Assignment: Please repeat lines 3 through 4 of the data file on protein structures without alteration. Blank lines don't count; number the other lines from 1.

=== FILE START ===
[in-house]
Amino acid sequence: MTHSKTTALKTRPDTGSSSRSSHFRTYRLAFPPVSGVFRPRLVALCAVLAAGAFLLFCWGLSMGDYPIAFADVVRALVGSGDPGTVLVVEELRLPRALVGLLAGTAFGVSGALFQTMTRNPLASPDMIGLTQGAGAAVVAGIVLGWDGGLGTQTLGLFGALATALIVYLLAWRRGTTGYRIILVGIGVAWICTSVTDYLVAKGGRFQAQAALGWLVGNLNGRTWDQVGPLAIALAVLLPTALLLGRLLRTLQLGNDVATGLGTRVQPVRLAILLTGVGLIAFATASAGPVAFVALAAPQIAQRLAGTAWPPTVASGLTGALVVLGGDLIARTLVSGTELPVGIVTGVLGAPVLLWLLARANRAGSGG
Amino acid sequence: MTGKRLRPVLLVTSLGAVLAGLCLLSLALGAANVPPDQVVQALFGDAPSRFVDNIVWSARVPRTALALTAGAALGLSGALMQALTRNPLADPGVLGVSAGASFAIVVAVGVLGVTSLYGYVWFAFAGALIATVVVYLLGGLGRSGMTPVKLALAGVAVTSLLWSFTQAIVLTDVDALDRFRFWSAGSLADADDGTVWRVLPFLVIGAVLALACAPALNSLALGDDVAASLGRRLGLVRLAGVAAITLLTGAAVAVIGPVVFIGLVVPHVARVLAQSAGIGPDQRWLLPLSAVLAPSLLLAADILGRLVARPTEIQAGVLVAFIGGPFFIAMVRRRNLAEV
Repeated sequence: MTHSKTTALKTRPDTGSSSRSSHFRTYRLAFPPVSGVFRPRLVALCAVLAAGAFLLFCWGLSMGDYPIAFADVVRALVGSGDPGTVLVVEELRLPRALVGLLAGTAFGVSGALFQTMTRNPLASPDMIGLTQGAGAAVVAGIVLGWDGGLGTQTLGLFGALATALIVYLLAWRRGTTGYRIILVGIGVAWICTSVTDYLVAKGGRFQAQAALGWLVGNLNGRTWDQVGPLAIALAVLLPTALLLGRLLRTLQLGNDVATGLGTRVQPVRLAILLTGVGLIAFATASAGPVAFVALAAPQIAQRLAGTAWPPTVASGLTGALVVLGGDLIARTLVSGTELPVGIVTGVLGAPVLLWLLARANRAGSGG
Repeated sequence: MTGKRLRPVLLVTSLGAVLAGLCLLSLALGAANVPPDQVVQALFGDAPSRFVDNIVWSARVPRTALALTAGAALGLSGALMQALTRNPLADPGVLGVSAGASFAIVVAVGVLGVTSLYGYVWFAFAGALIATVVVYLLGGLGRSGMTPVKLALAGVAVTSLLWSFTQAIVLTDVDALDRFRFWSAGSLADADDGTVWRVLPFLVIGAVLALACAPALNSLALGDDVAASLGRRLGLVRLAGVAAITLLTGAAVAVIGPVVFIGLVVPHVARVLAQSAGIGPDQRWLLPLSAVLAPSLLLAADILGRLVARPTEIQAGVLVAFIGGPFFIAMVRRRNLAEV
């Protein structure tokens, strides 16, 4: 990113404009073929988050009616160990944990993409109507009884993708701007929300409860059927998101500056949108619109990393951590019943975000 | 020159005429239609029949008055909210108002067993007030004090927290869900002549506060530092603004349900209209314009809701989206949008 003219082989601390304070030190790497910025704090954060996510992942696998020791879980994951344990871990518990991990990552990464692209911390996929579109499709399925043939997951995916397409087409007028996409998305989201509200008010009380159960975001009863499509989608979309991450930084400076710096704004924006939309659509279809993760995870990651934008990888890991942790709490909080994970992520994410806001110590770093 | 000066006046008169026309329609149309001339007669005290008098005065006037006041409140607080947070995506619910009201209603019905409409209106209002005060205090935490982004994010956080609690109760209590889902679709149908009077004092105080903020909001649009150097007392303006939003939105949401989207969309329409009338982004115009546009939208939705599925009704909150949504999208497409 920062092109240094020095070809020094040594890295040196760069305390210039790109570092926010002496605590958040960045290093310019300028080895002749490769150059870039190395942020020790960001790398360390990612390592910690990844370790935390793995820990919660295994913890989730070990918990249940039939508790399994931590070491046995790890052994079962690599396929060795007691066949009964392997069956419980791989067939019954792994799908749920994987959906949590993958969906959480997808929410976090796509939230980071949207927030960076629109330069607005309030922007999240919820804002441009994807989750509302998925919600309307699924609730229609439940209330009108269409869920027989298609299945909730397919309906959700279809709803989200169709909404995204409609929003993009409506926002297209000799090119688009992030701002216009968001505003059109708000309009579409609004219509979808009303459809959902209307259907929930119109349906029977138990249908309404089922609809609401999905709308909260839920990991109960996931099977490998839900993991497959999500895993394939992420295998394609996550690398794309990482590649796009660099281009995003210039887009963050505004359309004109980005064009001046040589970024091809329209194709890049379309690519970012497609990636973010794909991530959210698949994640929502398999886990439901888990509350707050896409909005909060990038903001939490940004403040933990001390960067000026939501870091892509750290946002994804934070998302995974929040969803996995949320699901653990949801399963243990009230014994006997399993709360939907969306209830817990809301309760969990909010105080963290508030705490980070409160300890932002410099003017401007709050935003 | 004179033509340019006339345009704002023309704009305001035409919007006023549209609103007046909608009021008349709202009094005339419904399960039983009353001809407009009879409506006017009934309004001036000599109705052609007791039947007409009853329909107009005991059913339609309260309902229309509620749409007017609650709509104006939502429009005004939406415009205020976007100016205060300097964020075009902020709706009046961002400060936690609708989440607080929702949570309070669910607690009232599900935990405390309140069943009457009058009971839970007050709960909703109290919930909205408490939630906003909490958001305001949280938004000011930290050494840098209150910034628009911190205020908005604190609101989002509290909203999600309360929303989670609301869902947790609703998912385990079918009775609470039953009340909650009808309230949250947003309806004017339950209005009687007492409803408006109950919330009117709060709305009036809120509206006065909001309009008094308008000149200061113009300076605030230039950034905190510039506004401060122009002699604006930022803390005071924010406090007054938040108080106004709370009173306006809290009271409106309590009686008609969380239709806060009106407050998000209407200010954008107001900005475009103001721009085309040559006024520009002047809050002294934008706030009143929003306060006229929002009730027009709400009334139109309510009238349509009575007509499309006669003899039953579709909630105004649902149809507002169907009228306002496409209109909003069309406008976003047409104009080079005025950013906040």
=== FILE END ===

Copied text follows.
Amino acid sequence: MTGKRLRPVLLVTSLGAVLAGLCLLSLALGAANVPPDQVVQALFGDAPSRFVDNIVWSARVPRTALALTAGAALGLSGALMQALTRNPLADPGVLGVSAGASFAIVVAVGVLGVTSLYGYVWFAFAGALIATVVVYLLGGLGRSGMTPVKLALAGVAVTSLLWSFTQAIVLTDVDALDRFRFWSAGSLADADDGTVWRVLPFLVIGAVLALACAPALNSLALGDDVAASLGRRLGLVRLAGVAAITLLTGAAVAVIGPVVFIGLVVPHVARVLAQSAGIGPDQRWLLPLSAVLAPSLLLAADILGRLVARPTEIQAGVLVAFIGGPFFIAMVRRRNLAEV
Repeated sequence: MTHSKTTALKTRPDTGSSSRSSHFRTYRLAFPPVSGVFRPRLVALCAVLAAGAFLLFCWGLSMGDYPIAFADVVRALVGSGDPGTVLVVEELRLPRALVGLLAGTAFGVSGALFQTMTRNPLASPDMIGLTQGAGAAVVAGIVLGWDGGLGTQTLGLFGALATALIVYLLAWRRGTTGYRIILVGIGVAWICTSVTDYLVAKGGRFQAQAALGWLVGNLNGRTWDQVGPLAIALAVLLPTALLLGRLLRTLQLGNDVATGLGTRVQPVRLAILLTGVGLIAFATASAGPVAFVALAAPQIAQRLAGTAWPPTVASGLTGALVVLGGDLIARTLVSGTELPVGIVTGVLGAPVLLWLLARANRAGSGG